This month marked the first anniversary of last year’s racial riots in Cronulla. As New Zealand journalist Jehan Casinader writes from Sydney, tension has abated but the sentiment remains.
Convicted neo-Nazi criminal (and St.George fan) Ross ‘The Skull’ May knows two words of Arabic? Huh. This and other insights are contained in Casinader’s article ‘Cronulla cuts run deep a year on’ (The New Zealand Herald, December 25, 2006), which reports on the damp squib the first anniversary of the Cronulla riots (‘uprising’) — thankfully, not unexpectedly, but contrary to the desires of local racists — turned out to be. Speaking of racists, also starring in Casinader’s piece is Australia First Party leader (and another convicted neo-Nazi criminal) Dr. James Saleam (“hatchet job pamphlets on Henderson-Hau [see below] at the ready”!), local AFP candidate John Moffat, and various pseudonymous members of Don Black‘s white supremacist Internet forum Scumfront.
“Jim Saleam is deluded,” says Mat Henderson-Hau of anti-racism group Fight Dem Back. “He literally expected tens of thousands of people to be here today, and that by 8pm they would have overthrown the state government in Macquarie Street. They really expected a similar turnout to last year’s riots, and Jim was going to seize the megaphone and rile up the masses”…
Ah well, better luck next time Jim.
Curiously, Casinader argues that “It is clear that Australia First’s radical ideas have influenced media portrayal of an issue which is thought to be driven by a large, seething mass of disillusioned Australians”. A more accurate analysis may be found in the NSW police investigation into the events at Cronulla: in reality, it was media portrayals of the AFP’s ‘radical’, racist ideas that drove a large, seething mass of disillusioned (white) Australians to ‘riot’. A line of argument captured quite succinctly in the words of gay millionaire and corrupt, corporate propagandist Alan Jones: “I’m the person that’s led this charge”.
Talkback radio’s role in instigating the riots
Volume 4, Item 3 of the Hazzard report, entitled, “2GB Broadcast Synopsis: 4th December 2005 to 9th December 2005: Alan Jones, Ray Hadley, Jason Morrison,” devotes 108 pages to broadcasts from Sydney radio station 2GB in the lead up to the Cronulla riots. Whilst not “strictly verbatim”, it is a “verified and accurate” record.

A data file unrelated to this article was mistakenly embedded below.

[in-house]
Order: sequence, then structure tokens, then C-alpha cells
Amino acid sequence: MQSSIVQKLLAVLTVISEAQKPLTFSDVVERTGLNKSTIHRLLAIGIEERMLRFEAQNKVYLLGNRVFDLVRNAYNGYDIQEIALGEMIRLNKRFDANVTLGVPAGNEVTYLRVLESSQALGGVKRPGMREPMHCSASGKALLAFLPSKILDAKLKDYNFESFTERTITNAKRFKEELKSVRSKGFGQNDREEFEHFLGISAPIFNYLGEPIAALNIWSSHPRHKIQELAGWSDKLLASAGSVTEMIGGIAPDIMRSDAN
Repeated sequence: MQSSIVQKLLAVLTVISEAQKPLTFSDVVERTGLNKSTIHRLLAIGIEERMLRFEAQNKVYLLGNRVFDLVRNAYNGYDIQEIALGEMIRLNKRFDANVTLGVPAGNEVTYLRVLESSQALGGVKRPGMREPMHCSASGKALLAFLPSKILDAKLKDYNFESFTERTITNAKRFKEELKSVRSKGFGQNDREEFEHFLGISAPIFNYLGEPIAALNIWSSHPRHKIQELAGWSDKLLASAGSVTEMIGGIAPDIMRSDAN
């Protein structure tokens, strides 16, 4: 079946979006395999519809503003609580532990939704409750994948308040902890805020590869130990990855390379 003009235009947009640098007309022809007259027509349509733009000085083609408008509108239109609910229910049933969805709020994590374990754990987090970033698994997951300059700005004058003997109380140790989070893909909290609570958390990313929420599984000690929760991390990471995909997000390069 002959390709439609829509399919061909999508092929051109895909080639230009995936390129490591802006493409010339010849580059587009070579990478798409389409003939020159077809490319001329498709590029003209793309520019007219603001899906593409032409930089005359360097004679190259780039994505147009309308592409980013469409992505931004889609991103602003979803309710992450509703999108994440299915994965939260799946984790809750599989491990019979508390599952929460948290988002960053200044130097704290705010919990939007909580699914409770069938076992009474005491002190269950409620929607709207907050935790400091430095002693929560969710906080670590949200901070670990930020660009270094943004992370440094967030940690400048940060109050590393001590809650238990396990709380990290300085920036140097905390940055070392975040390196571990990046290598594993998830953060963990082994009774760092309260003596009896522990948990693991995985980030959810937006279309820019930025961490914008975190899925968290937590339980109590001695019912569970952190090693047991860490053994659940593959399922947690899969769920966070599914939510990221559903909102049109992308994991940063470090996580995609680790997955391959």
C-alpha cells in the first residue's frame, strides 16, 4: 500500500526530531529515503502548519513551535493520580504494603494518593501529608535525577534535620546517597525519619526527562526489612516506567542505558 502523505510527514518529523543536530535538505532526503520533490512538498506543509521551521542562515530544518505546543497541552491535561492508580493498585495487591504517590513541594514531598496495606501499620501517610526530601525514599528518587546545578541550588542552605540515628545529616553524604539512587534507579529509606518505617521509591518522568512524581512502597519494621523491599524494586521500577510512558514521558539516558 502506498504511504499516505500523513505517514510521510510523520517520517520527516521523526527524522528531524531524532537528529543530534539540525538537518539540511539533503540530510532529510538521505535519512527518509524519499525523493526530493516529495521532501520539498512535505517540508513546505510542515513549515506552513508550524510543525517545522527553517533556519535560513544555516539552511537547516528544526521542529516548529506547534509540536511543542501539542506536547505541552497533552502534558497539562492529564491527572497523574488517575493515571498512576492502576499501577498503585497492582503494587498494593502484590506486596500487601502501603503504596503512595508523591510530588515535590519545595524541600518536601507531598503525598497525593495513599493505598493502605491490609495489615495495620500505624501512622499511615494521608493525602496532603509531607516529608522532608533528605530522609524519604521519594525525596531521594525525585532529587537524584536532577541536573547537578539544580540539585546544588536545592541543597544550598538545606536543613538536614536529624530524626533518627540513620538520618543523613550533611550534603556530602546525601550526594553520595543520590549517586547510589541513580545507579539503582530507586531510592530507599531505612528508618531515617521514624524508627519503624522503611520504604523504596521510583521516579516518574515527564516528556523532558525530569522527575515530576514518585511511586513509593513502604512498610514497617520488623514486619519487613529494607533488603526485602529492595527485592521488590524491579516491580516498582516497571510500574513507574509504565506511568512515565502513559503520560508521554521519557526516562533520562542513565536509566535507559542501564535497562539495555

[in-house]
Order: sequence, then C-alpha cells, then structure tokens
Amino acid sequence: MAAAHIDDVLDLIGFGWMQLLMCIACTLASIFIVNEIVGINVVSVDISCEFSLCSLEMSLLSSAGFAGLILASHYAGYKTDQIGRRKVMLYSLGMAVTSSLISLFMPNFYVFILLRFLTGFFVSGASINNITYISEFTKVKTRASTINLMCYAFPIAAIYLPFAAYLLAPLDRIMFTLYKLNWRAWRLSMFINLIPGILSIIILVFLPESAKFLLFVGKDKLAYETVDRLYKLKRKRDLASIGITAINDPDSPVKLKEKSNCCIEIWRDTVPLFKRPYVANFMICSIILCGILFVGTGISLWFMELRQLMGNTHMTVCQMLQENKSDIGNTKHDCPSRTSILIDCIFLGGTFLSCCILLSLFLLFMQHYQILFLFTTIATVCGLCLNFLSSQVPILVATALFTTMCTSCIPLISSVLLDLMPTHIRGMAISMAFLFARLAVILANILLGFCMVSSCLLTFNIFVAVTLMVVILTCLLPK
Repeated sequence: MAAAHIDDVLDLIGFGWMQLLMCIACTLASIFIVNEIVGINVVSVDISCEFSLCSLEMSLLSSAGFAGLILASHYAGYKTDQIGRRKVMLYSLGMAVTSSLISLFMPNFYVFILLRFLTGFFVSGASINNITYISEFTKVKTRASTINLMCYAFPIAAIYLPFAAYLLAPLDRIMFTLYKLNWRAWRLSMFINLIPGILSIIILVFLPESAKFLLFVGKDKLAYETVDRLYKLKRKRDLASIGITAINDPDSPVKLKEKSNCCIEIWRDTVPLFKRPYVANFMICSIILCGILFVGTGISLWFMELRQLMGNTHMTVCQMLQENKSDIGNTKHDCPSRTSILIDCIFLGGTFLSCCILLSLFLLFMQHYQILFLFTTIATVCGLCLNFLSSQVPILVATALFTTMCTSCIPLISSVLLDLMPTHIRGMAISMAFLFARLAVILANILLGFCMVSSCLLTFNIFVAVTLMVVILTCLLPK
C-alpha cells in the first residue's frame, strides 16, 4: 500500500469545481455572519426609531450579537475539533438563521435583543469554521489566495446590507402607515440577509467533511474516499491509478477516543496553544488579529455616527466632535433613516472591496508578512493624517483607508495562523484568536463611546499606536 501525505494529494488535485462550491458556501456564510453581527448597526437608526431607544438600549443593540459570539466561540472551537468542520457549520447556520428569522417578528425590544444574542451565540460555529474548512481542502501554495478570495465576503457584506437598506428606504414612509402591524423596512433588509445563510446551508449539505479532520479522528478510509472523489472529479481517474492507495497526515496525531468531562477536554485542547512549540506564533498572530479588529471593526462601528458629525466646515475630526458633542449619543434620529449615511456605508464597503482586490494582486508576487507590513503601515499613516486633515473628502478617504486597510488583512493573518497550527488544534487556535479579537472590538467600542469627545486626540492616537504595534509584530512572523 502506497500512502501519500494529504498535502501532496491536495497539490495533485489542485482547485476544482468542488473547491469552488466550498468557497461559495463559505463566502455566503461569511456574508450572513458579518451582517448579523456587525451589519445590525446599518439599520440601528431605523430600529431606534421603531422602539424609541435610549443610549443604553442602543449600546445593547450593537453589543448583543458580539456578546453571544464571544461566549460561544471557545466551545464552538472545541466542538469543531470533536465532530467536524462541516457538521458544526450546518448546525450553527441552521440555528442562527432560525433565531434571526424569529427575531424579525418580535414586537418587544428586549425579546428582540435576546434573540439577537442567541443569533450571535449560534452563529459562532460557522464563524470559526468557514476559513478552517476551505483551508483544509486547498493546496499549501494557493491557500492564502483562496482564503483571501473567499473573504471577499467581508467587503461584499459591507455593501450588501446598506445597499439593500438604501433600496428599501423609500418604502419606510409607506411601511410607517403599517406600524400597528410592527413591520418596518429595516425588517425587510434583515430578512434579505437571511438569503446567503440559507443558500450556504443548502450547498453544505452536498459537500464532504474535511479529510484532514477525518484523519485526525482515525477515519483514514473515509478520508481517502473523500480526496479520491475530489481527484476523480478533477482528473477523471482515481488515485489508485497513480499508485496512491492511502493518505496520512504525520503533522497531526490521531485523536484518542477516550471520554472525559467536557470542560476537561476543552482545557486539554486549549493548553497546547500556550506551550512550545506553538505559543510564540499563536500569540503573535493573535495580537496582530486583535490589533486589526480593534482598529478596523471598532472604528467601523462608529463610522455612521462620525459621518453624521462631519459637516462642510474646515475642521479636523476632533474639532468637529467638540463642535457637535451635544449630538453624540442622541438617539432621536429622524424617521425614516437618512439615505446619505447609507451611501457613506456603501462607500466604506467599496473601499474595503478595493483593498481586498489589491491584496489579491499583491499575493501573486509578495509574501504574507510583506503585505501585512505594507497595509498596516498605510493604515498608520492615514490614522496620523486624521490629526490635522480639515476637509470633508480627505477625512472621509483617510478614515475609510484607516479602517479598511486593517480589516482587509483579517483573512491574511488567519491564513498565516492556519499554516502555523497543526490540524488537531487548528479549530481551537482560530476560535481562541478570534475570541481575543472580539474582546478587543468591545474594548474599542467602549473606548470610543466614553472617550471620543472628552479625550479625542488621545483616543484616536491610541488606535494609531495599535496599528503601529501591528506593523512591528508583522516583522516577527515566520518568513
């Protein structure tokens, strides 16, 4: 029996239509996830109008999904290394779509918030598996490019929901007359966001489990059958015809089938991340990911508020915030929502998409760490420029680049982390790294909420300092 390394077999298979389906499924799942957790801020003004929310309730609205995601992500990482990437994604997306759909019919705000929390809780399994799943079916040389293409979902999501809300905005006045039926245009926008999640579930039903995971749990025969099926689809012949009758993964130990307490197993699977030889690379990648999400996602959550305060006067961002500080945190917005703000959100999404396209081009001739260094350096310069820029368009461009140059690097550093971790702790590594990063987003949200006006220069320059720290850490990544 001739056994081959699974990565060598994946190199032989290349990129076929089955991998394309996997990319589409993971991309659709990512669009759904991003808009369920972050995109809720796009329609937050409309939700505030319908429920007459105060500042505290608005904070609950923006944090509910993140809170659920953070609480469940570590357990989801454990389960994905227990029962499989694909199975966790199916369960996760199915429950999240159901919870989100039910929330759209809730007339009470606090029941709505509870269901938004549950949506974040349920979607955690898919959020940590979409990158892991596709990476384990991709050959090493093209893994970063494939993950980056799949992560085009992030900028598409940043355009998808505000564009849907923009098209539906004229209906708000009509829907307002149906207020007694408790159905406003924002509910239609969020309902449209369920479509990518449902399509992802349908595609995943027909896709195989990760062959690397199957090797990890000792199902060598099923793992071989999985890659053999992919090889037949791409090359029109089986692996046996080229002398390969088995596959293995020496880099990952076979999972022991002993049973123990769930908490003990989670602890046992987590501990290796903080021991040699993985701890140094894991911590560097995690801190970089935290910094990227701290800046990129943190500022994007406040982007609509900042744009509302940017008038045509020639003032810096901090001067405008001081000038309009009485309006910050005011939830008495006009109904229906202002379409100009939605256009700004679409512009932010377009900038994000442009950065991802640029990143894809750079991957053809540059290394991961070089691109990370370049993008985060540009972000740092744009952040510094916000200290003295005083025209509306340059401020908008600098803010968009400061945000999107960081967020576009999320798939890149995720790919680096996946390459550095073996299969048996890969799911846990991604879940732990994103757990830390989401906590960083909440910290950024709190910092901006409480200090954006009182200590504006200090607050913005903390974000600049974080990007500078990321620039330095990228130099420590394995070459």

On these radio programs, listeners call in, correspondents read out letters, and the hosts constantly volunteer their opinions and interpretations of events and issues.
Alan Jones is one of Australia’s most promoted personalities, and enjoys the closest of relationships with Prime Minister John HoWARd, as well as with the Labor government in NSW. He is a former speechwriter for the Liberal Party, and a recipient of the Order of Australia.
It is impossible to reproduce the volume of filth and backwardness spewed forth by these radio commentators and their talk show guests in the space available for this article. But to give a sense of the racialist climate they created at the time, it is crucial to revisit at least some of what they said.
Day after day, hysterical exchanges such as the following occurred on morning radio:
Caller: “What kind of grubs do we have here?”
(Alan) Jones: “What kind of grubs? This lot were Middle Eastern, we’re not allowed to say it, but I am saying it.”
The following “correspondence” was read on air by Jones:
* “Unfortunately this happens regularly at Cronulla—gangs of Lebanese youth just swarm over the beach, stealing from and assaulting beach goers; they pick on the youngest.”
* “Alan it’s not just a few Middle Eastern bastards at the weekend, it’s thousands. Cronulla is a very long beach and it’s been taken over by this scum; it’s not a few causing problems, it’s all of them.”
* “Police are too afraid to act … if we were allowed to act the way we want to, we could solve a lot of problems … these Middle Eastern people must be treated with a big stick—it’s the only thing they fear.”
Jones openly advocated and encouraged violent reprisals and vigilante behaviour against young men of Middle Eastern appearance.